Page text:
A Year in Shorts Day 344: "The Drag"
Content Warning: Today's short contains scenes of smoking and attempted suicide.
Anti-smoking commercials are a real drag, man. Preachy, poorly made and very often incredibly stupid, they often lead one to wonder just how many people they actually keep from smoking. And they weren’t always like this! My dad tells a story about how he saw one commercial when was a kid and managed to convince his father to give it up, so clearly something’s changed. Maybe if more anti-smoking ads were like Carlos Machiori’s The Drag they’d have more success. Or, at the very least, more Oscar nominations.
The Drag is a 1966 short coming to us from our old friends at the National Film Board of Canada. It tells the story of an anonymous man who tells his therapist the story of how he became a smoker. What started as an adolescent desire was reinforced by advertisements in the media (often represented by clip art, which is a bold and effective choice), up until the man learns about the horrible side effects of his addiction. While I can't speak to its efficacy as a public service announcement, I can at least discuss how well it works as a piece of entertainment. And in that regard I can say it's pretty damn good! The film is stylish and witty, delivering its message directly without ever becoming didactic or dull. Sure, no one likes to get preached at, but if someone manages to deliver a lesson in the guise of a fun cartoon, well I suppose there's no harm in that, right?
I think it's safe to say that The Drag is quite possibly the most 60s film we've ever covered, and I mean that in the best possible way. The most obvious 60s element is the score, a constant swinging chorus that wouldn't sound out of place in an Austin Powers movie. It's a great fit for the short, filling the whole film with a fun and silly energy which never lets the pace drag. The animation seems distinctly 60s too, although I can't really find the words as to why. It's just something in the way they move, you know? Sort of a quasi-limited animation style but with thicker lines and ridiculous proportions, perhaps. I don't know, I could be speaking out of my ass on this one. (Once again, anyone who thinks that writing about cartoons for nearly an entire year will automatically make you more knowledgeable about them would be dead wrong.) At any rate, the animation looks nice, filled with bright colors and simple but pleasant visual humor. And like I said before, the use of clip art is an especially clever touch. Sure, it was probably at least partially done as a time-saving measure. But it's a brilliant addition nevertheless, reinforcing the film's themes about the media as well as giving it a unique aesthetic. And once again, something distinctly 60s about it, isn't there? Dare I call it Warholesque? Sure, why the hell not? It's my blog and I'll do what I want to!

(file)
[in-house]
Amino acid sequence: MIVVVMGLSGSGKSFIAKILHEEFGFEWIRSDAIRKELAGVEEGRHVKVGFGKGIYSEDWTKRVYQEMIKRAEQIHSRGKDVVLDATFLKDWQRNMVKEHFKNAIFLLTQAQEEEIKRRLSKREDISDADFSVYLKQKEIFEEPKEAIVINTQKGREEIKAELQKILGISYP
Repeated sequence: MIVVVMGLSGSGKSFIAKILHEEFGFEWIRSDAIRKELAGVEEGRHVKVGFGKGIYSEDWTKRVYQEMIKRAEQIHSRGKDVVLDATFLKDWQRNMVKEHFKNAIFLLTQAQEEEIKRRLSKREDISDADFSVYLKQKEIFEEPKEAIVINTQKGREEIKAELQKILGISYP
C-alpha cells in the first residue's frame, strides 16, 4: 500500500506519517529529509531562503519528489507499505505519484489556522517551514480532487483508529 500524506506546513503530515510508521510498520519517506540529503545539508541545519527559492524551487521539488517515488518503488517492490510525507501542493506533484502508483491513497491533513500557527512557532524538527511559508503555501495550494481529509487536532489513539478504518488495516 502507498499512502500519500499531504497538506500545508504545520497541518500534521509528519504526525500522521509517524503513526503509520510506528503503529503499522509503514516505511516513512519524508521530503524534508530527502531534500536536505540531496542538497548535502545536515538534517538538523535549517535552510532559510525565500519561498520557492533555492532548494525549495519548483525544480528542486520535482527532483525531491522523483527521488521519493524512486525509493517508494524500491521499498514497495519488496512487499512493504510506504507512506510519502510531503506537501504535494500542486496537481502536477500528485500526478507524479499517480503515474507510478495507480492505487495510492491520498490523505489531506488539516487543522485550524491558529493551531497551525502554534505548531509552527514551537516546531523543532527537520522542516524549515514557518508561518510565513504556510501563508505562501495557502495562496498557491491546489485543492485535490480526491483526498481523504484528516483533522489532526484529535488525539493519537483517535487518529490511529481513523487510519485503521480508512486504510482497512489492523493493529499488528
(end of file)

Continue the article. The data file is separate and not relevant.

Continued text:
I guess, in a way, one could fairly call The Drag a propaganda film. It is sponsored by the government after all, as part of a nationwide campaign to spread a message. Well if it is a piece of propaganda it's a damn good one, certainly one of the best of its ilk we've covered. And it's certainly better than the short which won the Oscar that year; The Drag has every bit of style present in A Herb Alpert & the Tijuana Brass Band Double Feature, but a lot more wit and a lot less obnoxiousness. At any rate, it's certainly an underseen film, and if you're in the mood for a blast from the past, I highly recommend checking it out. At the very least it's unique, which is more than you can say for a lot of the shorts we've covered. Even if the message is preaching to the choir, falling on deaf ears or anything in between, you can at least enjoy the medium for what it is.
Keep up with the Oscar Baiting here on Letterboxd!
The Great Oscar Baiter is a not-for-profit work of criticism. All images herein are property of their respective owners and are protected under Fair Use.